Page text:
Each of the blades 40, 42 includes a relatively rigid driving section 40a, 42a for purposes of facilitating cooperation with a driving arrangement as will be discussed. These driving sections 40a, 42a are relatively straight for reasons which will later make themselves apparent. In this embodiment, the remainder of the scanning shutter blades are thinner than their respective driving sections 40a, 42a. The blades can be made of an extremely thin and flexible polyester base material covered with a ferric oxide coating. For illustration, the non-driving sections can have a 1 mil thickness, whereas the driving sections can have a thickness of several mils. The ferric oxide coating will produce a magnetically permeable blade for purposes which will be pointed out. The blades 40, 42 are sufficiently pliable to follow a preselected contour. Although a ferric oxide coated polyester base material has been disclosed, the present embodiment contemplates the use of a Mylar base material for the blades as well or any magnetically coated or magnetically permeable flexible, optically dense material. It should be pointed out that the shutter blade extensions 40a, 42a remain in contact with the pinion 48. As a consequence, the shutter blades 40, 42 transversely reciprocate even though they can be slightly bowed.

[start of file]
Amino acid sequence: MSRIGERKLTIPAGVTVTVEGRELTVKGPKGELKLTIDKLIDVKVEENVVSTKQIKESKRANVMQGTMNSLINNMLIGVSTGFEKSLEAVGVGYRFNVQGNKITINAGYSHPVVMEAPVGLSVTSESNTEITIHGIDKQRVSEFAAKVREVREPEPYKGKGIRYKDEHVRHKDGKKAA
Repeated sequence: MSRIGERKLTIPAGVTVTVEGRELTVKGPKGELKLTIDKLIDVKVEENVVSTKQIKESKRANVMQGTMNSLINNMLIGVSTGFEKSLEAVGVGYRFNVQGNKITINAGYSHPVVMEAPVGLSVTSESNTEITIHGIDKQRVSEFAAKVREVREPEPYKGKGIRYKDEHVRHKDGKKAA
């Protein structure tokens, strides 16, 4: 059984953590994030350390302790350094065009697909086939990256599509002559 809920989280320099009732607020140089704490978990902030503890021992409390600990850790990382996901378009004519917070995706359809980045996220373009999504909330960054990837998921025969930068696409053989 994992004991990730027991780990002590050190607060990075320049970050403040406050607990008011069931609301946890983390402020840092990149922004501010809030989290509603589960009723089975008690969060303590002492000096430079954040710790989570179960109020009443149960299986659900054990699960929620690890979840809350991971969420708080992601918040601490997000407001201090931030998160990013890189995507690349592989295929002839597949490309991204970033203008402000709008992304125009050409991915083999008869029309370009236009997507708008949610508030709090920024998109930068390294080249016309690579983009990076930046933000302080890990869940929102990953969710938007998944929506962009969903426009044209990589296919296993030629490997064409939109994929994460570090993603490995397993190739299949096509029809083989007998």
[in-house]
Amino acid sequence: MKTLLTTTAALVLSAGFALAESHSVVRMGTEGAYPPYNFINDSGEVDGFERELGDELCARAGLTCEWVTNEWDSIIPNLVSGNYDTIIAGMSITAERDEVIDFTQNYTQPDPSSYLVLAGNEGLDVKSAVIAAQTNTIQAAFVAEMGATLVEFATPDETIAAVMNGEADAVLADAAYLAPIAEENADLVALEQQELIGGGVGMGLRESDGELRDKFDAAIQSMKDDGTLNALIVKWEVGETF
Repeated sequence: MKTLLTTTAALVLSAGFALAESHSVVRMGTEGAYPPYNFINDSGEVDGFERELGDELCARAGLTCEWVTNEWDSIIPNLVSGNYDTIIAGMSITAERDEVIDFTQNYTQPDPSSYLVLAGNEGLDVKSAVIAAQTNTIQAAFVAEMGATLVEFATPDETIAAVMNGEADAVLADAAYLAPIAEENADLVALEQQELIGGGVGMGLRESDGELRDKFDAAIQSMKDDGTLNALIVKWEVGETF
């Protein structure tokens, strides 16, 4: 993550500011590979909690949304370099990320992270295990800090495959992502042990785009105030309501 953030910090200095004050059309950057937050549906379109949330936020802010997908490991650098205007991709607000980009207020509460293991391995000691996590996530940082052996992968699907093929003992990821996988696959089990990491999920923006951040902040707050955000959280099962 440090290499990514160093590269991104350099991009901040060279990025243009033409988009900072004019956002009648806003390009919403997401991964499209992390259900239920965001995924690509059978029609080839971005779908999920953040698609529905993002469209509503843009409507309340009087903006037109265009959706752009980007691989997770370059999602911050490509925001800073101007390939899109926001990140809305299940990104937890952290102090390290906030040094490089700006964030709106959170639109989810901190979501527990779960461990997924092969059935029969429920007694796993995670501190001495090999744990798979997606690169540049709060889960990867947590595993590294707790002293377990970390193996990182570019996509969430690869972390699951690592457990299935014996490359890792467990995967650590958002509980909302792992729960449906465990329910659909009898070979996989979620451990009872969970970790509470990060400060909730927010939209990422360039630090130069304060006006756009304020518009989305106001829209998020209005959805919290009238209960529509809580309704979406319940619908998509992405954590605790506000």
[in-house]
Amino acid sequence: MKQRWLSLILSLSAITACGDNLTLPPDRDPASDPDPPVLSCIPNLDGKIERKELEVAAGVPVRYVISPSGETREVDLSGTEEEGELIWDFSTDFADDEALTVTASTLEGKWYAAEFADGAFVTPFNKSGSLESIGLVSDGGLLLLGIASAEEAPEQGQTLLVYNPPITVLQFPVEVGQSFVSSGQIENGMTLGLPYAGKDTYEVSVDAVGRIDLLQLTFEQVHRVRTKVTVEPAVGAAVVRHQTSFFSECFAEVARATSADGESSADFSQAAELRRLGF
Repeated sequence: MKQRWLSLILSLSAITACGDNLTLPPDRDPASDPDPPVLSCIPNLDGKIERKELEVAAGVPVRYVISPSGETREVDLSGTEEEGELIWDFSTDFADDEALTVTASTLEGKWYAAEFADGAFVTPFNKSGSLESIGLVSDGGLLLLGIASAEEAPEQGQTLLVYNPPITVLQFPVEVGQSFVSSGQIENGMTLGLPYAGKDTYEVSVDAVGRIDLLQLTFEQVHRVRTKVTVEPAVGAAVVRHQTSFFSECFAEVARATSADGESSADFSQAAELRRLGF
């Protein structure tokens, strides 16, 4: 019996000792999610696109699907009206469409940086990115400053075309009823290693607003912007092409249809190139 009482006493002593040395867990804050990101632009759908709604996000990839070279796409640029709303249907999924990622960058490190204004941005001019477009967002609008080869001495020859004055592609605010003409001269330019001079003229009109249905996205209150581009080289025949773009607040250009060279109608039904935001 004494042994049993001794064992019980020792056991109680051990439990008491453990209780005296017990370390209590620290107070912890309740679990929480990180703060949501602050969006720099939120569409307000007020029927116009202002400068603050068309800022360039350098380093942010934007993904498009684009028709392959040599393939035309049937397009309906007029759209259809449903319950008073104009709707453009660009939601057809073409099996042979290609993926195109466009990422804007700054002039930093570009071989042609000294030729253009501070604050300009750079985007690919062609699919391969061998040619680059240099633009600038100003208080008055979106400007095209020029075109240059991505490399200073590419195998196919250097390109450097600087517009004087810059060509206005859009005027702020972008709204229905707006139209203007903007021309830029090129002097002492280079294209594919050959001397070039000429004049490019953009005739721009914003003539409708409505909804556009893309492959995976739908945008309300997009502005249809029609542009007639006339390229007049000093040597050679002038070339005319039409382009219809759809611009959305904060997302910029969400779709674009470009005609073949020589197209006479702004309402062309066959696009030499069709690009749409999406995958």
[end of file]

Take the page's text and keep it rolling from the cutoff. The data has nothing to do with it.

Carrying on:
For driving the shutter blades 40, 42 between blocking and unblocking conditions, there is provided a stepper motor which is generally indicated by reference numeral 46. Such a stepper motor 46 can be of the kind described in the last noted patent and it is fixedly attached to the inner surface of the front lens wall 22. Energization and control of the stepper motor 46 may be effected by well-known electronic control means (not shown) such as of the types described in commonly-assigned U.S. Pat. Nos. 3,900,855; 3,903,528; 3,945,025; and 3,882,522. Since details of such a control system do not constitute a part of the present invention, only a brief description thereof will be set forth. It will be recognized that the torque capacity of the stepper motor 46 should be sufficient to overcome increased frictional forces which may arise by virtue of the shutter blades 40, 42 moving in a manner to be described. A pinion 48 attached to the motor 46 drives rack extension driving sections 40a, 42a formed on the blades 40, 42; respectively. These rack extensions 40a, 42a are constructed and arranged so that they continuously meshingly engage with the pinion 48 even while the blades 40, 42 slide along the pinion as will be described and are relatively rigid so a to transmit the driving forces.